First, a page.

Violence has almost become a household word in Mexico, especially in northwestern Mexico where the strongest drug cartels prevail. This is of course where Teodora Mihai’s film, LA CIVIL takes place. It is a brutal violence comprised of gang wars, kidnapping, rape, killing and extortion---all for the sake of money and power. Normal people, like Laura and her mother in LA CIVIL, can easily become entangled in their lethal web. This is a very visible violence of greed and want of power that has the whole country in its grip. The cinematography of Marius Panduru skillfully amplifies the atmosphere of violence in LA CIVIL, such as in the nighttime scenes on the dusty, spooky roads of Mexico, as they are lit up by only the headlights of lonely cars or by homes under a siege of bullets.
In contrast, the violence in ANNETTE is a very personal and,at first only psychological, violence aimed at family members and friends. This starts out verbally as Henry (Adam Driver), a successful standup comedian, starts lamenting his wife’s (Marion Cotillard) waxing success in contrast to his own waning popularity. Henry uses a very provocative humor to transmit his frustrations and tension to his audience. At first this is loved because of its bizarre and shocking character, but later when he states that he killed his wife that morning, his “humorous” lyrics are not just bizarre but aggressive and cruel. Unfortunately, his words (choral texts) transform into physical violence when he actually drowns his wife while on a boat trip. What adds to the psychological violence is the arrival and presence of their daughter, Annette, at first portrayed as a wooden puppet. She knows her father killed her mother and this in itself is definitely a form of psychological domestic violence for her. The director, Leos Carax, may well have also used the pop operatic form to increase the emotionality of Henry and Ann’s love in the beginning as well as to emphasize the effects of family violence which crescendo to a deadly climax at the end.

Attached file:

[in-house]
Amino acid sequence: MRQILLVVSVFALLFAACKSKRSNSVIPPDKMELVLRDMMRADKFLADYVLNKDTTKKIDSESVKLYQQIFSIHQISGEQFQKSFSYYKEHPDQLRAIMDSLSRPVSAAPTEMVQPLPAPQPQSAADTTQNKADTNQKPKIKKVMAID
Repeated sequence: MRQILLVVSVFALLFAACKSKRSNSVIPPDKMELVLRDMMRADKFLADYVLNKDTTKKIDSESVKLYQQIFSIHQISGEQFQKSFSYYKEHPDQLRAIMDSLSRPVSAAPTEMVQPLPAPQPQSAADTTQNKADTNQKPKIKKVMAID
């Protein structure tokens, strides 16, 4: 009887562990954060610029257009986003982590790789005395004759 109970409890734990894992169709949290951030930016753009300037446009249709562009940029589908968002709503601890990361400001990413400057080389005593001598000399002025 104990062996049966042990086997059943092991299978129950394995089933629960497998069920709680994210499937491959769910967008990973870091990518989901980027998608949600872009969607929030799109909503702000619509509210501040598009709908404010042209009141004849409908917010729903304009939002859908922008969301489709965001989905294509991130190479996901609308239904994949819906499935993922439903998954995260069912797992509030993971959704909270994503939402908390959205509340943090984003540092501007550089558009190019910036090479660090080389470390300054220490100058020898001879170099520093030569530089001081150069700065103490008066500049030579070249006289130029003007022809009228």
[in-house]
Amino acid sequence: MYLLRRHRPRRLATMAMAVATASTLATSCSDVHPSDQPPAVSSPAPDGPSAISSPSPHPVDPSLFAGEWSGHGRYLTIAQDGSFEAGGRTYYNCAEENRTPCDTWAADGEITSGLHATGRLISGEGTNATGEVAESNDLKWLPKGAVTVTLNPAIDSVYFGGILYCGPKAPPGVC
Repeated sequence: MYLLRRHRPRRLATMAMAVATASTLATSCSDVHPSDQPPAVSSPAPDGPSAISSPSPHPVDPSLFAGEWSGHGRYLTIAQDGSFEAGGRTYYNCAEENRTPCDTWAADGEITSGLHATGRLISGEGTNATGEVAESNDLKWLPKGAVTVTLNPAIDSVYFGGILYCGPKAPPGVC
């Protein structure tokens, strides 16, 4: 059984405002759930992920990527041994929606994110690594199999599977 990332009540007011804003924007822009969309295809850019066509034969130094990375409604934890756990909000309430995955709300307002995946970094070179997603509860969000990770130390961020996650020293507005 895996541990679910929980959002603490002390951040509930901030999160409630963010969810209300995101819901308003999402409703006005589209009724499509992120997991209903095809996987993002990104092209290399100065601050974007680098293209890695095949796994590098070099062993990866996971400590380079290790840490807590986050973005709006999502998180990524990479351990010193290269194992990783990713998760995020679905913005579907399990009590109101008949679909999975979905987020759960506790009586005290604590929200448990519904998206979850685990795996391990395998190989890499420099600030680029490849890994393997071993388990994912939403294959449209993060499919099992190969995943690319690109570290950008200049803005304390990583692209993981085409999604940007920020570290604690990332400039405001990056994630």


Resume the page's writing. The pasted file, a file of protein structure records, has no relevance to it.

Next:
The lasting impression that the two films left me with were quite different: the film LA CIVIL with all its cartel violence frightened me because it is truly a situation that exists in Mexico today with no answers or solutions. However, it gave me a ray of hope for, as Mihai stated in an interview about LA CIVIL, “I believe that this is a contribution towards, hopefully, some positive change.” Like Mihai, I have the same hope since I remember visiting Mexico with my parents as a child and it was beautiful, friendly, colorful and full of music, dancing children and positive vibes. Today I would not want to spend even a few days there, and until people in Mexico and across their borders stop buying drugs at horrendous prices, I’m afraid there will be no change. However, I still have hopes that there will be a crackdown on drug and human trafficking someday, and then Mexico may return to the Mexico I knew as a child.
In contrast the film ANNETTE left me with an empty, haunted feeling, even though it certainly had its merits as a piece of art. At the end there was nothing left of love, of the good in Henry. He had not only destroyed his wife, career, and love from his daughter, but also, he had destroyed himself! He was only left with a prison cell haunted by his dripping wet wife’s ghost and a broken wooden puppet on the floor. Perhaps, he can join the “Tragic Hero Hall of Fame.”
Whatever type of violence—domestic, cartel, war, etc. --- it is too much! We will never obliterate it completely, but these two films are a warning. Will we listen?